Once a system is using the newer version of cPanel & WHM the install in /var/cpanel/3rdparty will no longer be used by the product. If you are not using it in your own applications it is strongly suggested to remove the /var/cpanel/3rdparty directory structure from your server after the upgrade.

What this means for fresh installs

Fresh installs will have the following PHP installations:

  • The /usr and /usr/local installations done by EasyApache
  • /usr/local/cpanel/3rdparty/php53

The /var/cpanel/3rdparty installation will not be done, nor will it be used.

Environment and Use

In cPanel & WHM 11.32 and older when using a PHP application within the context of cPanel & WHM, for example Horde Webmail, the PHP interpreter to use was determined by a variety of factors, including the presence of the /var/cpanel/usecpphp flag file. For the most part these applications would use one of:

  • /usr/local/cpanel/3rdparty/bin/php
  • /var/cpanel/3rdparty/bin/php

Beginning with this version only the /usr/local/cpanel/3rdparty/php/53/bin/php location will be used to fulfill these requests. This means the /var/cpanel/3rdparty installation of PHP is no longer used. It is strongly recommended, once you are sure nothing in your own applications relies upon it, to remove /var/cpanel/3rdparty after upgrading.

This change also means the /var/cpanel/usecpphp flag file is no longer used. In addition the Cpanel::cpPHP perl module used to determine which php binary would be used by cPanel & WHM is deprecated.

The cPanel::cpPHP module will be shipped with cPanel & WHM, however calling its functions will result in a message being logged to the cPanel error log (/usr/local/cpanel/logs/error_log). The intent of the log message is so admins can identify applications using the deprecated module, so the application can be updated.

The default include path, both in the PHP binary and in php.ini is /usr/local/cpanel/3rdparty/php/53/lib/php:/opt/cpanel/php/53/lib/php.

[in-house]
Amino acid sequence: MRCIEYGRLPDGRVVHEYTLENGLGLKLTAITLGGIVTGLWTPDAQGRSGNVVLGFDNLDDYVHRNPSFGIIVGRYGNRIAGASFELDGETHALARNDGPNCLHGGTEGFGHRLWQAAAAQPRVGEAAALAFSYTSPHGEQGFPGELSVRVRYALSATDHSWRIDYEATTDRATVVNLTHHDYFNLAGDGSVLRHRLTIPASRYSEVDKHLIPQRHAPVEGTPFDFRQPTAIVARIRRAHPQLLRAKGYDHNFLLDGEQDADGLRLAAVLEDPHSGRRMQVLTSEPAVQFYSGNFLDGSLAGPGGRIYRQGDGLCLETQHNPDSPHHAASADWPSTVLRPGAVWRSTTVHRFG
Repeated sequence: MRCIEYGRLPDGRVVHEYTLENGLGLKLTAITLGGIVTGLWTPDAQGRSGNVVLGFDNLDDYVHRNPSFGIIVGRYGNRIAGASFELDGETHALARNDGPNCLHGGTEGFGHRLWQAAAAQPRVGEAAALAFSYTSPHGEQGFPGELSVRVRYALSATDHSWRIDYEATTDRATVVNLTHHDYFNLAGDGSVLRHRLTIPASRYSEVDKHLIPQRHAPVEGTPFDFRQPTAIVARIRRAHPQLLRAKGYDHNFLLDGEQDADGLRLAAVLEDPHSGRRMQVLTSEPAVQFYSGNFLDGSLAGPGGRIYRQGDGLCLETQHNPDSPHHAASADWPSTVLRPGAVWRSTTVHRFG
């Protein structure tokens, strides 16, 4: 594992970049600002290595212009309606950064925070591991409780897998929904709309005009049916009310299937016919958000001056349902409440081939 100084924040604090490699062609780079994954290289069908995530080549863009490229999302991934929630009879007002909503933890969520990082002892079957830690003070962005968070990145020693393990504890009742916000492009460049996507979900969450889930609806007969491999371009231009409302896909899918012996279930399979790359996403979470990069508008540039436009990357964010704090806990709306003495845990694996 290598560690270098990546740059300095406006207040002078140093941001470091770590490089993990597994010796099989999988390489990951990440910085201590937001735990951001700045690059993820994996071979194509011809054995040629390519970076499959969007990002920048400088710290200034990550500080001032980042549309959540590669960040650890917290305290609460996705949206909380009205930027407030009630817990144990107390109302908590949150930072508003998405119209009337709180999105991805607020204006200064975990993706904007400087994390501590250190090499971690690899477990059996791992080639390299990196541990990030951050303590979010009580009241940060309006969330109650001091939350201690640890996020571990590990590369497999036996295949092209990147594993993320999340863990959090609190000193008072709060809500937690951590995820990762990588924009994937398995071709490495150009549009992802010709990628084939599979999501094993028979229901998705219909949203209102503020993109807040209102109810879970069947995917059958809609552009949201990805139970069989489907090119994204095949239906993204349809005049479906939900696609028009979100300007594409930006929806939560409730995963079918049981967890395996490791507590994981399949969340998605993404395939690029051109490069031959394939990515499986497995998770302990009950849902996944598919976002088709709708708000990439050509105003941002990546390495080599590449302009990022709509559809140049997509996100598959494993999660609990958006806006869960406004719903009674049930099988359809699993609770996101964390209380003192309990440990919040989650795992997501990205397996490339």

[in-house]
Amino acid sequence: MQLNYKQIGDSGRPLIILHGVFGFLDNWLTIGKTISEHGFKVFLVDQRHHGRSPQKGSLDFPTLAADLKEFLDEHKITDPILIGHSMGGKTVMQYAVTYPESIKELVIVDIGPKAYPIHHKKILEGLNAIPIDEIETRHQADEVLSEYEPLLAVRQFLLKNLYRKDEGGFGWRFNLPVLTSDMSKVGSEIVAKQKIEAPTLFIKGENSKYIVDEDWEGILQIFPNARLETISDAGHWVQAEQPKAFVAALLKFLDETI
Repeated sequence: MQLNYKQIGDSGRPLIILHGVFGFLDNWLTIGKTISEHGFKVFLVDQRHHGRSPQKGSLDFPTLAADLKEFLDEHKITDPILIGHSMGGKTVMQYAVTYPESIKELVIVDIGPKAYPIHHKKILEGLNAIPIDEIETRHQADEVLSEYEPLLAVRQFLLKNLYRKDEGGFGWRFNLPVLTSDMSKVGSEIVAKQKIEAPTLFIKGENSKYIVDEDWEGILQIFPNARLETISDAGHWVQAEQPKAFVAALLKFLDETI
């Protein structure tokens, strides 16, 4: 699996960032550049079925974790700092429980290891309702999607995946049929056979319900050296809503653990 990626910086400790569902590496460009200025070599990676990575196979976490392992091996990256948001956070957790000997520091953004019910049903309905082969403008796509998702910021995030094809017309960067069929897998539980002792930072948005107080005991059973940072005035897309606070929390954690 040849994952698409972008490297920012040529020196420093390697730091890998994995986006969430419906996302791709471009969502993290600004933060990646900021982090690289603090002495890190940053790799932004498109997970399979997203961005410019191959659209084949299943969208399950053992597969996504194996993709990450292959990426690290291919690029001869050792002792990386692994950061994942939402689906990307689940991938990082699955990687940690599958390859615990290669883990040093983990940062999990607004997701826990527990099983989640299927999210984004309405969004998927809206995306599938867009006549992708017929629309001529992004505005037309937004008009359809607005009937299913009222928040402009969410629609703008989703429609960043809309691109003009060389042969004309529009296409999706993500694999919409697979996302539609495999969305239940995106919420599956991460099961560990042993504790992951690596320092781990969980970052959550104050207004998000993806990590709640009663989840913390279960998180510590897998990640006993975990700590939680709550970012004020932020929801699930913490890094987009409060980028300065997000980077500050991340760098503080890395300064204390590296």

The install path for the pear and pecl utilities is /opt/cpanel/php/53/lib/php.

What Comes as RPMs?

Internal test builds are currently using:

  • PHP 5.3.10
  • PEAR-1.9.4-2
  • ioncube-4.0.14-1
  • sourceguardian-8.2-1
  • zendopt-5.5.0-1

Before shipping we will update the PHP version to the latest 5.3 available.

We are also providing the following PEAR and PECL packages as RPMs:

  • Archive-Tar-1.3.10-2
  • Auth-SASL-1.0.6-2
  • Console-Getopt-1.3.1-2
  • Date-1.4.7-2
  • DB-1.7.14-2
  • File-1.4.1-2
  • HTML-Template-IT-1.3.0-2
  • HTTP-1.4.1-2
  • HTTP-Request-1.4.4-2
  • Log-1.12.7-2
  • Mail-1.2.0-2
  • Mail-Mime-1.8.3-2
  • Net-SMTP-1.6.1-2
  • Net-Socket-1.0.10-2
  • Net-URL-1.0.15-2
  • Net-UserAgent-Detect-2.5.2-2
  • PEAR-Command-Packaging-0.3.0-2
  • Structures-Graph-1.0.4-2
  • XML-Parser-1.3.4-2
  • XML-RPC-1.5.5-2
  • XML-Util-1.2.1-2

The versions in the above lists are not final, expect some of them to change before delivery. If there is something you want added to the list, please let us know.

Application Needs

How do I install PEAR or PECL modules for the Internal PHP?

PEAR modules can be installed using /usr/local/cpanel/3rdparty/php/53/bin/pear. The modules install to /opt/cpanel/php/53/lib.

To install PECL modules you need to have GCC installed (which it normally is on a cPanel & WHM server). You should be able to install pecl modules using /usr/local/cpanel/3rdparty/php/53/bin/pecl. As with PEAR these modules are installed to /opt/cpanel/php/53/lib.

What if I need an extension cPanel does not provide in the cPanel-PHP RPM?

If you have a need to customize the cPanel-PHP RPM, we’d really like to hear from you. Knowing the needs of our customers and users keeps us better informed and guides what we release. It’s quite possible the extensions and changes you want for the PHP RPM are useful to many. Adjusting the RPM we deliver can spread the good, so to speak.

Customizing the cPanel-PHP RPM deployed to your servers is an option for you as well. I’ll cover this in more detail in a later article. In short going this route will result in replacing the RPM we provide with your own. For changes you need now, rather than later, this will often be your best option.


This is the third article in our series on migrating to pre-built RPMs. Other articles, written and pending are: